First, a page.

A traditional synopsis of the Theogony might go as follows. The gods Khaos, Gaia, and Eros "come to be". Then Khaos gives birth to Nyx and Erebos, who in turn give birth to Hemera and Aether. Gaia gives birth to Ouranos and Pontus. Ouranos and Gaia beget the twelve titans, as well as the Cyclopes and the Hundred-Handed Giants. Ouranos entraps the latter two within Gaia. Gaia is enraged, and has Khronos, the youngest Titan, castrate his father (thereby separating earth from sky, after which he becomes master of the world. The Titans have their own children. To forestall a prophecy of his overthrow from coming true, Khronos devours each of his children, except Zeus, who Khronos's sister-wife saves by feeding her husband a rock in swaddling clothes. When Zeus comes to maturity, he forces Khronos to vomit out his siblings. Zeus and his siblings then go to war with the Titans. With the aid of the Cyclopes and Hundred-handers, Zeus overthrows the Titans and entraps them in the underworld realm of Tartarus. Zeus later has a final duel with Typhoes.
In Hesiod's Theogony, as in much creation mythology, inanimate objects (like earth), forces (like love), and phenomena (like night) are presented to a large degree as acting beings: they are anthropomorphized. Thus, the story Hesiod tells might seem to be dismissed as a superhuman soap opera: an interpersonal saga, in which the characters happen to have outlandish powers. However, the Theogony can also be viewed in a vastly different way.
The great philosopher Aristotle, who wrote some 400 years after Hesiod wrote his Theogony, made a sharp distinction between two classes of thinkers: theologi and physici. Thetheologi impute the causes of phenomena to personal, mysterious gods, the knowledge of whom is only accessible through divine revelation. In stark contrast, the physici look to impersonal, discernible forces which can only be detected through careful observation and reasoning. The ranks of the theologi were supposed to be filled with poets, priests and prophets. The ranks of physici were populated by proper philosophers. However Aristotle made a possible exception for Hesiod. He surmised that the great poet showed his truephysicoi colors in his cosmological formulations.
When Greek myths are translated into English, the names of the gods are left in a transliterated version of the original Greek. Thus it can be easy to miss the fact that many (if not all) of Hesiod's gods in the Theogony are anthropomorphized representations of observable objects, forces, and phenomena. For example, Gaia is not simply the name of "the goddess of the Earth". "Gaia" literally means "earth" in Greek (it is the origin of our "geo-" prefixes in our words "geology" and "geography"), and Gaia was thought of as the earth itself. Thus, if you ignore the proper noun treatment Hesiod gives to his objects, forces, and phenomena, what at first might seem like a fairy tale of love and strife between gods begetting children and blood will seem more like an impersonal account of attraction and repulsion between natural objects begetting generation and dissolution.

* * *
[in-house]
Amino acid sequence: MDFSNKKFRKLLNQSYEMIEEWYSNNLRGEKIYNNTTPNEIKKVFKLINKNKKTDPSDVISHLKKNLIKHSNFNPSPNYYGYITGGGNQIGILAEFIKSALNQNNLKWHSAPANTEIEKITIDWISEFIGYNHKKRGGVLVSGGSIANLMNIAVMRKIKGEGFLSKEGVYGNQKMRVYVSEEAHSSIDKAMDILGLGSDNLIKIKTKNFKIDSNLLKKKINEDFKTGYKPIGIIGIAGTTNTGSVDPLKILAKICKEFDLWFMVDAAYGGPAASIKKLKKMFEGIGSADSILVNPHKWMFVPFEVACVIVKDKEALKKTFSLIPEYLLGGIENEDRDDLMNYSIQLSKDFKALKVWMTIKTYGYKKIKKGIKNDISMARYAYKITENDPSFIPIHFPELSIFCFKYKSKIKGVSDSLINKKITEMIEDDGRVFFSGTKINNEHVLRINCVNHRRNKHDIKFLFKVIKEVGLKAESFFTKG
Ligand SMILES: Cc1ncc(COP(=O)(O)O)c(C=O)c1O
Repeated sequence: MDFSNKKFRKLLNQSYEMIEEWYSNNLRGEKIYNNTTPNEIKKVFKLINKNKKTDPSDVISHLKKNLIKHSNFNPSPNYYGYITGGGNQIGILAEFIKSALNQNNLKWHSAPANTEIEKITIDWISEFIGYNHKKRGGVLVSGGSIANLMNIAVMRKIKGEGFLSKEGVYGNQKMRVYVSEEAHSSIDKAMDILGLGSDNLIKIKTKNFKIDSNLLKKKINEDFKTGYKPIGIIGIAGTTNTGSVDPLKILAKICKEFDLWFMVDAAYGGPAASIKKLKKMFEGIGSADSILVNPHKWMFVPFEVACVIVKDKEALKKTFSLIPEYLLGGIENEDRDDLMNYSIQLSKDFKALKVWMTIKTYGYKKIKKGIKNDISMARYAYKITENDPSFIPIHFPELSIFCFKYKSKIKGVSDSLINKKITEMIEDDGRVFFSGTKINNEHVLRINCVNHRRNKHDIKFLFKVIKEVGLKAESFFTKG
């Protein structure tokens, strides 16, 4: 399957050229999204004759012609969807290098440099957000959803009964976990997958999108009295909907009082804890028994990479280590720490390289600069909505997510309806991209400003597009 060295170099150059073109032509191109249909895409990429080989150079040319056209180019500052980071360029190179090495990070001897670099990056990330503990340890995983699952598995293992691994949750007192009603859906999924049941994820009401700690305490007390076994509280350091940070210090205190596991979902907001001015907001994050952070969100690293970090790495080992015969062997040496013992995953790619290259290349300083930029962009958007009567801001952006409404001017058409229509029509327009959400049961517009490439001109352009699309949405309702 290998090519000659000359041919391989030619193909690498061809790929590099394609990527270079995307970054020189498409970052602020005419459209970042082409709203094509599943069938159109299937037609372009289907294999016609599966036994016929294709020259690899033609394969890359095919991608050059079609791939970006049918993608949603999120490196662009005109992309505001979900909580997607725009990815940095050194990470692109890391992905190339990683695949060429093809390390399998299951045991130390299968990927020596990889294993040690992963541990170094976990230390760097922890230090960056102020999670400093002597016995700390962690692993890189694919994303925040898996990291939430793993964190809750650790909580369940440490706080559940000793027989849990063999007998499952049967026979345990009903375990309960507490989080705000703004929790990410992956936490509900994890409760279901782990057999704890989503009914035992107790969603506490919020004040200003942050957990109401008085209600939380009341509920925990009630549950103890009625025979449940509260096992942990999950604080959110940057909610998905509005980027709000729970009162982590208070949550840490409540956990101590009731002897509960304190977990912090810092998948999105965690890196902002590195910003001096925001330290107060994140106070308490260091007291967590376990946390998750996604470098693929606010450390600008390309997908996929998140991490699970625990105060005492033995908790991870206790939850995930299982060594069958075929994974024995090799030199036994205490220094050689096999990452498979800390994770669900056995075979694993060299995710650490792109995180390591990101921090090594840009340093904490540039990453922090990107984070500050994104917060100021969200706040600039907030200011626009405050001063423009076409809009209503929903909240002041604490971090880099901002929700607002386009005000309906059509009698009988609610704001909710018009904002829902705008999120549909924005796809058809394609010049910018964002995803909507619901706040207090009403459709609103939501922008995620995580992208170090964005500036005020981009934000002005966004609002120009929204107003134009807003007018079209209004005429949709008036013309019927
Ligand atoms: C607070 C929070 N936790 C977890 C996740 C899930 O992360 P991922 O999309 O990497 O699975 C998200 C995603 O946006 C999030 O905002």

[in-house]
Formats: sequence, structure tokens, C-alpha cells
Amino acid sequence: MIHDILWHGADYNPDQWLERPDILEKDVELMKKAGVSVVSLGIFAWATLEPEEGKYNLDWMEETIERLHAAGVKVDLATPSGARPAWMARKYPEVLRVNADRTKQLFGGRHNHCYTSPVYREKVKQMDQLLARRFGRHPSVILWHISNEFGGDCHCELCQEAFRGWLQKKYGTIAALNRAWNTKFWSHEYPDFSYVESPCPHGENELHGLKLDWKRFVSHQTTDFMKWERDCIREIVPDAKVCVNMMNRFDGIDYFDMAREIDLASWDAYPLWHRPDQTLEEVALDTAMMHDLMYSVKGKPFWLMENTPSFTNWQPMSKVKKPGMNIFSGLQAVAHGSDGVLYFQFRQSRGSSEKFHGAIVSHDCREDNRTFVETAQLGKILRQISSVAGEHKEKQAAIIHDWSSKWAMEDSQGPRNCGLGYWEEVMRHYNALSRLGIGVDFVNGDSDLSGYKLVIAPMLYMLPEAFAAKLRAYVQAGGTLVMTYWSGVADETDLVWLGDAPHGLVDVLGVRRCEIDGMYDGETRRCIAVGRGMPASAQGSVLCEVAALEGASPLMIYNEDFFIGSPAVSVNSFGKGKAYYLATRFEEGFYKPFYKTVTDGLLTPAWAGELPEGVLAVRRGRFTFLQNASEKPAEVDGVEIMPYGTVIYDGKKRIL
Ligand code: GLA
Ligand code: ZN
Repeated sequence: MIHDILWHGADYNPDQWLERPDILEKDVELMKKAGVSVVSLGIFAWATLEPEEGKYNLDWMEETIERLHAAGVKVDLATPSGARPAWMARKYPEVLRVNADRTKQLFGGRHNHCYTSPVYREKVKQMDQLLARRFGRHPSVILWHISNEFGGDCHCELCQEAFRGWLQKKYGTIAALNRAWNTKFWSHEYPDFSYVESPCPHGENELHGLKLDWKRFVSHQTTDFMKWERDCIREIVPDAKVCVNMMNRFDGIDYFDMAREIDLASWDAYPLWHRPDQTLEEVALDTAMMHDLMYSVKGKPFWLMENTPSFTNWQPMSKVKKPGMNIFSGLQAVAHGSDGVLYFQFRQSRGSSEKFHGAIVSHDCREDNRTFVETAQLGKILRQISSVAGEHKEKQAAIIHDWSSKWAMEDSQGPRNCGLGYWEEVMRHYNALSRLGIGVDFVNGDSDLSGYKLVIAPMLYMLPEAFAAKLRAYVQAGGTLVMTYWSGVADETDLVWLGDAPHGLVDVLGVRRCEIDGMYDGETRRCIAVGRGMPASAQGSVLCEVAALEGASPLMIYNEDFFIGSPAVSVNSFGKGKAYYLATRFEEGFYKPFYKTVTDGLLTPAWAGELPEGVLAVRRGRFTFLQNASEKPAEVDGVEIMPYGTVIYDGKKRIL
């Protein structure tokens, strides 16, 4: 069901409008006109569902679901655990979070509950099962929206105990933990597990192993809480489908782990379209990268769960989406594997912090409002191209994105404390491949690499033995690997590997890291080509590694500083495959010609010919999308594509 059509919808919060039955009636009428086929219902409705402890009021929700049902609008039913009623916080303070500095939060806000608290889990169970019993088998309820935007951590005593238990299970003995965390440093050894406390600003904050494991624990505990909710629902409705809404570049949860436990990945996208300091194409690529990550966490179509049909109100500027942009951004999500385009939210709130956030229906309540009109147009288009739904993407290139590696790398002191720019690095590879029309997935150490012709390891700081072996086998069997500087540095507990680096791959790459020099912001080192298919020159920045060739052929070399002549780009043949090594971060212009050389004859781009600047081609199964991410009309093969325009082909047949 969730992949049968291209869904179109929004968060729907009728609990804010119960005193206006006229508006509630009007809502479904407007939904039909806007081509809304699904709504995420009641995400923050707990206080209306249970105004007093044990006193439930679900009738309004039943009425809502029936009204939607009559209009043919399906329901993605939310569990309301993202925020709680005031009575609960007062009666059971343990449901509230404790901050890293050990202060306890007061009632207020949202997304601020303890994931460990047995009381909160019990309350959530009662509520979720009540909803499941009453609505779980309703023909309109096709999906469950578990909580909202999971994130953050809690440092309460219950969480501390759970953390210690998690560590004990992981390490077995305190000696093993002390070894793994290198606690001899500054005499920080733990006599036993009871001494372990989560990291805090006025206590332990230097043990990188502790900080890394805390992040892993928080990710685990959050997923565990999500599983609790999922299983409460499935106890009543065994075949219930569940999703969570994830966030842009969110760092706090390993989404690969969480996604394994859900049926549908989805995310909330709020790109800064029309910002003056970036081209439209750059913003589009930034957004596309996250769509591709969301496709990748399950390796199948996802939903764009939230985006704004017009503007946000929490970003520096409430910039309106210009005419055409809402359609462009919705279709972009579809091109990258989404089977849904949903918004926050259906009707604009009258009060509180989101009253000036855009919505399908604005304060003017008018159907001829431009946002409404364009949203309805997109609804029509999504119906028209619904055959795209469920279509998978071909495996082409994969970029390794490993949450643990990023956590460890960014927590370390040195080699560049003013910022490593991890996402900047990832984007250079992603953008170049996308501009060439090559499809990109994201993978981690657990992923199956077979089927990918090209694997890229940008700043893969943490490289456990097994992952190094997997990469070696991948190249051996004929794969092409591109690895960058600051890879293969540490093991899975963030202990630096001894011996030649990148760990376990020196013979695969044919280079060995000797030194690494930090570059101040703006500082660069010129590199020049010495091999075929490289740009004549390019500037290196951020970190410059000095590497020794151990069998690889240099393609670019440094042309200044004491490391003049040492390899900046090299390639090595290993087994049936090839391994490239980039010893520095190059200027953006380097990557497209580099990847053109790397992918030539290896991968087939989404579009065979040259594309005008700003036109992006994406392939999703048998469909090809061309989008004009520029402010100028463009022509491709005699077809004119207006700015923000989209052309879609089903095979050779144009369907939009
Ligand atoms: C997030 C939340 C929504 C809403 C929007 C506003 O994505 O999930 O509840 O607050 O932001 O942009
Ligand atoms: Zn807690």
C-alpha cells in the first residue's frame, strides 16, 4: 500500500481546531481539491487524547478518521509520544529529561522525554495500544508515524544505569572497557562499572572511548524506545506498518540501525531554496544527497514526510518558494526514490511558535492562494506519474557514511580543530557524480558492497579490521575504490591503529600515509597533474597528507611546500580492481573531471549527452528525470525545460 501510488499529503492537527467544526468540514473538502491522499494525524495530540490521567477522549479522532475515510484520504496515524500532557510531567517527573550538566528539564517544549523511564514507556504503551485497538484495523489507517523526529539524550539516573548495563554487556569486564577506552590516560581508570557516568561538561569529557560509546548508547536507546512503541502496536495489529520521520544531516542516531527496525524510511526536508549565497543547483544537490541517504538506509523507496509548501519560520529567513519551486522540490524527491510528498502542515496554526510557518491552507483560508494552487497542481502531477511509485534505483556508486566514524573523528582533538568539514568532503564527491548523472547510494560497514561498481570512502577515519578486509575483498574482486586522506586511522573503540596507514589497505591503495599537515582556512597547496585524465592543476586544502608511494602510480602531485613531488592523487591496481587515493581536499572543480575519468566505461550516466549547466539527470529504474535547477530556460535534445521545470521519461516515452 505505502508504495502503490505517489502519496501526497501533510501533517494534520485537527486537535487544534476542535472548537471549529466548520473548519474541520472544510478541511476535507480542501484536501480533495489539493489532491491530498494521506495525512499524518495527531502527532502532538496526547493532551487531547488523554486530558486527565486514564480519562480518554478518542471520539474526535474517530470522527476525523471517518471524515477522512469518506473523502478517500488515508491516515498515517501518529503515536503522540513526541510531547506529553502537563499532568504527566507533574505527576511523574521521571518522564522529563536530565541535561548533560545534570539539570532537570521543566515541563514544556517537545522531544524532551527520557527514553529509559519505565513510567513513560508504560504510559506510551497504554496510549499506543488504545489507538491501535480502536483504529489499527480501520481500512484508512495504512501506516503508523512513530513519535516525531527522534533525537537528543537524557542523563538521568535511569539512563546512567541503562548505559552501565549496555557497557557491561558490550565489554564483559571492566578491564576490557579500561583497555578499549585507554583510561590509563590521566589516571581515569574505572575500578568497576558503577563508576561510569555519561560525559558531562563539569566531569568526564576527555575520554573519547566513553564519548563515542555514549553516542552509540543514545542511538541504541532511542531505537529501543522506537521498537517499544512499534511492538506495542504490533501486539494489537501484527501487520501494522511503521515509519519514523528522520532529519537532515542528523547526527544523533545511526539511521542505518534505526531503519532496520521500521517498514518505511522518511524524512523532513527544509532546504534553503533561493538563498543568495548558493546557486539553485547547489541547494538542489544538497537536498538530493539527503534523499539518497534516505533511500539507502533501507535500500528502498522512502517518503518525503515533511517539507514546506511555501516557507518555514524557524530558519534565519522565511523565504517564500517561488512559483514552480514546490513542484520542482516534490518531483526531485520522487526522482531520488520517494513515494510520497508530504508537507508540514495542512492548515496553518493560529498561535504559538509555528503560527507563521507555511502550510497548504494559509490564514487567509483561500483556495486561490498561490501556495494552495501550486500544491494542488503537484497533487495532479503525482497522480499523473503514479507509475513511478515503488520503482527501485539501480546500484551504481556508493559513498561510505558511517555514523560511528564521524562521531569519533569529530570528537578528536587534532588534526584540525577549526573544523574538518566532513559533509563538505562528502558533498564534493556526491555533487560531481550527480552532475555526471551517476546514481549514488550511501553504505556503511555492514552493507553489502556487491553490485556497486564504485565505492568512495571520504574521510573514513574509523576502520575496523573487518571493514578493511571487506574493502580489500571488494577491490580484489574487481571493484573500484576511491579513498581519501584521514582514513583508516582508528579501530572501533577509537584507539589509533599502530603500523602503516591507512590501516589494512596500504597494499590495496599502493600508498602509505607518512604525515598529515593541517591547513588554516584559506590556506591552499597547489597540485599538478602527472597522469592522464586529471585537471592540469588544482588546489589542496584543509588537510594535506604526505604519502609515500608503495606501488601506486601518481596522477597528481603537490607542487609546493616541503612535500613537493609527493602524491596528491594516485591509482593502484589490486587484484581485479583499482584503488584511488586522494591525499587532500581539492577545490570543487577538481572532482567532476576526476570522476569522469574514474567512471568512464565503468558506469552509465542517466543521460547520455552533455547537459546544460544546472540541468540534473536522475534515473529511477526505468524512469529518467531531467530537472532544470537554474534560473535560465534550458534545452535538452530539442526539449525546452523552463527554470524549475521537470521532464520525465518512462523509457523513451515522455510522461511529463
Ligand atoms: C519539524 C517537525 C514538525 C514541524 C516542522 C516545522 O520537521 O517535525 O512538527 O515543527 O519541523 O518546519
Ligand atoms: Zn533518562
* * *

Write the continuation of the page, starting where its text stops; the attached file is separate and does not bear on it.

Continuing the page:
So, a "naturalistic" telling of the Theogony might be as follows. First there was invisible air (Khaos). Then earth (Gaia) and attractive/generative force (Eros) came to be. Then out of air came a dark gas (Erebos) charged with its own motive energy (Nyx). Out of that came a bright gas (Aether) charged with its own motive energy (Hemera). A starry firmament (Ouranos) springs up out of the Earth, as well as salt water (Pontus). The firmament holds the earth down, and matter from the former is compelled by the attractive force to come down upon the latter. This process generates twelve entities, including: time (Khronos) and its motive force (Rhea), fresh water (Okeanos) and its motive force (Tethys), inquiry (Koios), intelligence (Phoebe), mortality (Iapteus), natural order (Themis), memory (Mnesomyne), and sight (Theia). The same process later generated storms (Cyclopes being the lightning and thunder and Hecatonshires being the winds), which became entrapped within the earth. Time itself brought a halt to this process. The twelve entities, as well as the motive energy of the dark gas (Nyx) then engendered further entities. Some were abstract forms which would later be actualized in human affairs, such as strife, rumor, etc. Some were material beings such as rivers and mountains.
Taken thus, Hesiod's Theogony exemplifies many important strands in the history of thought regarding "natural history". In the Theogony, there is no one special creator, and no single instance of creation. Instead there is a gradual process of generation and change.
Of course for all his systematic and rational presentation, Hesiod still had his "Time" entity literally castrate his "Sky" entity with a flint sickle. His audience expected the interpersonal saga of epic poetry, and this necessitated that his cosmic powers have distinctly human characteristics.
Next in this series: History in the Theogony.